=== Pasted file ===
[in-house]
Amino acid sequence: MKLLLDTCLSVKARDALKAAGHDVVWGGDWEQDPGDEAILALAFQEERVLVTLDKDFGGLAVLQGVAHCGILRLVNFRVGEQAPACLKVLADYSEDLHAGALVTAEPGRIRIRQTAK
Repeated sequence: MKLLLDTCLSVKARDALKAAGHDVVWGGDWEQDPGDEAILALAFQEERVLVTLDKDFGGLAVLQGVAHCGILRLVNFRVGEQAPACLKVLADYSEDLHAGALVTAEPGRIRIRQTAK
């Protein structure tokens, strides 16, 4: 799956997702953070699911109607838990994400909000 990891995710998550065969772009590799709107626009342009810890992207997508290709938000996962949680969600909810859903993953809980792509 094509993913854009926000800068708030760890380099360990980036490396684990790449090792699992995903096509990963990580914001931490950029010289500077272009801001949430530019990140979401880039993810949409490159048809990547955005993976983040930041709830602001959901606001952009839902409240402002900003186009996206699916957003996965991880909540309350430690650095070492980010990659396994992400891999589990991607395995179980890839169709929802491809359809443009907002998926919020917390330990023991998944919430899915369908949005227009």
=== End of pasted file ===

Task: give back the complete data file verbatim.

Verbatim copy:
[in-house]
Amino acid sequence: MKLLLDTCLSVKARDALKAAGHDVVWGGDWEQDPGDEAILALAFQEERVLVTLDKDFGGLAVLQGVAHCGILRLVNFRVGEQAPACLKVLADYSEDLHAGALVTAEPGRIRIRQTAK
Repeated sequence: MKLLLDTCLSVKARDALKAAGHDVVWGGDWEQDPGDEAILALAFQEERVLVTLDKDFGGLAVLQGVAHCGILRLVNFRVGEQAPACLKVLADYSEDLHAGALVTAEPGRIRIRQTAK
């Protein structure tokens, strides 16, 4: 799956997702953070699911109607838990994400909000 990891995710998550065969772009590799709107626009342009810890992207997508290709938000996962949680969600909810859903993953809980792509 094509993913854009926000800068708030760890380099360990980036490396684990790449090792699992995903096509990963990580914001931490950029010289500077272009801001949430530019990140979401880039993810949409490159048809990547955005993976983040930041709830602001959901606001952009839902409240402002900003186009996206699916957003996965991880909540309350430690650095070492980010990659396994992400891999589990991607395995179980890839169709929802491809359809443009907002998926919020917390330990023991998944919430899915369908949005227009």